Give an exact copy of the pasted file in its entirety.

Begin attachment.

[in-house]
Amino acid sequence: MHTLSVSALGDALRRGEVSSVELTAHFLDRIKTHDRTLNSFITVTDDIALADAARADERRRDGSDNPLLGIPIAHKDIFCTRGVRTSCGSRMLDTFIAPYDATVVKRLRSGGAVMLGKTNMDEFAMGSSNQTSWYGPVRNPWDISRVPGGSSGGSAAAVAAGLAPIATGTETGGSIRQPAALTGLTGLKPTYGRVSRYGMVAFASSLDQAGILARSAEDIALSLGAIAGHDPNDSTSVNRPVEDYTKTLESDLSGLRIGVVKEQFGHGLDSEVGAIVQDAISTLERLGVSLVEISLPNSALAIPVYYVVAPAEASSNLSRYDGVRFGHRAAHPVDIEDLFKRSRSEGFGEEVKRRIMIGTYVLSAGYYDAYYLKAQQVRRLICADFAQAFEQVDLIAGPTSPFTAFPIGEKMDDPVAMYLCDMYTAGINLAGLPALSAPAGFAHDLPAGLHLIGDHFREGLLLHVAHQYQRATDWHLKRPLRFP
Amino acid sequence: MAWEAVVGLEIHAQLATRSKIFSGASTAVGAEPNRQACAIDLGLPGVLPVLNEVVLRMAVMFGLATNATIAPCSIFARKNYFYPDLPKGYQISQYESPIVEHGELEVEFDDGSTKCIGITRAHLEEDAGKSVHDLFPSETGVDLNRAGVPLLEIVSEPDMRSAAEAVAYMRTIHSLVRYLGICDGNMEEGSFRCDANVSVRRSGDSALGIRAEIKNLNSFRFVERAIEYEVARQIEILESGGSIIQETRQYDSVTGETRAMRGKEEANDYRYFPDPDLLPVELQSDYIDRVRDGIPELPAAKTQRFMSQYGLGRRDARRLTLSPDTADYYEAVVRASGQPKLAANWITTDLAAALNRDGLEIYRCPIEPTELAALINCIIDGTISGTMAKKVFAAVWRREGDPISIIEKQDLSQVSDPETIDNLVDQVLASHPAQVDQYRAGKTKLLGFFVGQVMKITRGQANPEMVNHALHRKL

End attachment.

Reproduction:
[in-house]
Amino acid sequence: MHTLSVSALGDALRRGEVSSVELTAHFLDRIKTHDRTLNSFITVTDDIALADAARADERRRDGSDNPLLGIPIAHKDIFCTRGVRTSCGSRMLDTFIAPYDATVVKRLRSGGAVMLGKTNMDEFAMGSSNQTSWYGPVRNPWDISRVPGGSSGGSAAAVAAGLAPIATGTETGGSIRQPAALTGLTGLKPTYGRVSRYGMVAFASSLDQAGILARSAEDIALSLGAIAGHDPNDSTSVNRPVEDYTKTLESDLSGLRIGVVKEQFGHGLDSEVGAIVQDAISTLERLGVSLVEISLPNSALAIPVYYVVAPAEASSNLSRYDGVRFGHRAAHPVDIEDLFKRSRSEGFGEEVKRRIMIGTYVLSAGYYDAYYLKAQQVRRLICADFAQAFEQVDLIAGPTSPFTAFPIGEKMDDPVAMYLCDMYTAGINLAGLPALSAPAGFAHDLPAGLHLIGDHFREGLLLHVAHQYQRATDWHLKRPLRFP
Amino acid sequence: MAWEAVVGLEIHAQLATRSKIFSGASTAVGAEPNRQACAIDLGLPGVLPVLNEVVLRMAVMFGLATNATIAPCSIFARKNYFYPDLPKGYQISQYESPIVEHGELEVEFDDGSTKCIGITRAHLEEDAGKSVHDLFPSETGVDLNRAGVPLLEIVSEPDMRSAAEAVAYMRTIHSLVRYLGICDGNMEEGSFRCDANVSVRRSGDSALGIRAEIKNLNSFRFVERAIEYEVARQIEILESGGSIIQETRQYDSVTGETRAMRGKEEANDYRYFPDPDLLPVELQSDYIDRVRDGIPELPAAKTQRFMSQYGLGRRDARRLTLSPDTADYYEAVVRASGQPKLAANWITTDLAAALNRDGLEIYRCPIEPTELAALINCIIDGTISGTMAKKVFAAVWRREGDPISIIEKQDLSQVSDPETIDNLVDQVLASHPAQVDQYRAGKTKLLGFFVGQVMKITRGQANPEMVNHALHRKL